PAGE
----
A message from the Golden Gate Audubon Society…
Lights Out for Birds Fall Migration: August 15 through November 30, 2012
The San Francisco Bay Area is part of the Pacific Flyway, a migratory route for hundreds of species of North American birds. Over 200 species of birds migrate through each year. Many migrate at night and are confused by the urban lights, particularly those on tall structures. Lights left on in tall buildings lure many birds into fatal collisions, resulting in millions of bird deaths throughout the United States each year. Lights Out for Birds is a program where building owners, managers, and tenants turn off lights within their buildings during the bird migratory season (February to May and August to November). San Francisco was one of the first cities to participate in Lights Out for Birds. The program is spreading and is now active in 22 cities in the US and Minnesota’s state owned or leased buildings.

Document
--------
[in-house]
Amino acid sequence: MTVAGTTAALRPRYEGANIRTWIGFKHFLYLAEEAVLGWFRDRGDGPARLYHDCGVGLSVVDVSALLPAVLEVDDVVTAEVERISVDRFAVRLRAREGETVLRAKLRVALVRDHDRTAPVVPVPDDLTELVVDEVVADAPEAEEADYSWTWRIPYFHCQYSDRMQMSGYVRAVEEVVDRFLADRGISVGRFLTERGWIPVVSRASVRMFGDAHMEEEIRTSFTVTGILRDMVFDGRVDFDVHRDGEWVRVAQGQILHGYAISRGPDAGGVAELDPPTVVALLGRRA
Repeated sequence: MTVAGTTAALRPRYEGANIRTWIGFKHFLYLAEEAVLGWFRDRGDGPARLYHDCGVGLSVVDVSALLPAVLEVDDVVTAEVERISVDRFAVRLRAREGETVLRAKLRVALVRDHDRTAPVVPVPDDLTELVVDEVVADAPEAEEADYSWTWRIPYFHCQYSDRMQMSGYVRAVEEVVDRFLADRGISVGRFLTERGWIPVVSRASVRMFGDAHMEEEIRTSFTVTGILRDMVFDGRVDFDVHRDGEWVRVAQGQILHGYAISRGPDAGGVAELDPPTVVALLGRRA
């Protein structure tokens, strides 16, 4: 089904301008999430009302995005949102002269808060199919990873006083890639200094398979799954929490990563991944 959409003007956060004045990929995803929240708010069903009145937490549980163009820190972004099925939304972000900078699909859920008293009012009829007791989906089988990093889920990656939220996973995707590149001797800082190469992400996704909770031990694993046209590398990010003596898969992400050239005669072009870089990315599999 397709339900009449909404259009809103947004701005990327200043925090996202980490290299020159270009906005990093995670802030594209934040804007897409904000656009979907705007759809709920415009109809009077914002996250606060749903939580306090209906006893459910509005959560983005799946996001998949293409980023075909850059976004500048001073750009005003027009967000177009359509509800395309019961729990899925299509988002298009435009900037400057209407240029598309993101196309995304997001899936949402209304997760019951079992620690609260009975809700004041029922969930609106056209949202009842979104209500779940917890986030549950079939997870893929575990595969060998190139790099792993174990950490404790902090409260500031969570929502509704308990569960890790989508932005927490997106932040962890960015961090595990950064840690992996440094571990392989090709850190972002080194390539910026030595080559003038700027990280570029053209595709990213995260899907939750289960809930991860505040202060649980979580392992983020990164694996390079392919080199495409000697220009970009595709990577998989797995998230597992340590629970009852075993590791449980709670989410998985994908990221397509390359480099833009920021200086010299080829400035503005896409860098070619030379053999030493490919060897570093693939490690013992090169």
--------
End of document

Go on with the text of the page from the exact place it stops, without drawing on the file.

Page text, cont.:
Why are tall buildings a trap for migrating birds?
The lights on tall buildings confuse the navigation systems of birds. The birds circle the buildings repeatedly and may collide with the building or suffer from exhaustion and die.
What kind of birds are they?
Songbirds migrate at night. Many migratory bird populations are already in significant decline. What are the economic benefits of the Lights Out Program? Building operators and tenants have reported significant savings on energy bills as a result of participation. Reduced energy consumption reduces overall greenhouse gas emissions, which can intensify global warming. Protecting bird species before their populations decline to the point of being endangered makes good financial sense because protecting endangered species is extremely costly to businesses and taxpayers.
How to Help? Your company can participate in Lights Out for Birds by turning off lighting after dusk each evening and leaving lights off until daylight. Tenants are encouraged to turn out lights or draw blinds at dusk. This is particularly important for tall buildings and buildings with glass exteriors or windows, especially those near the Bay. For more information, contact www.goldengateaudubon.org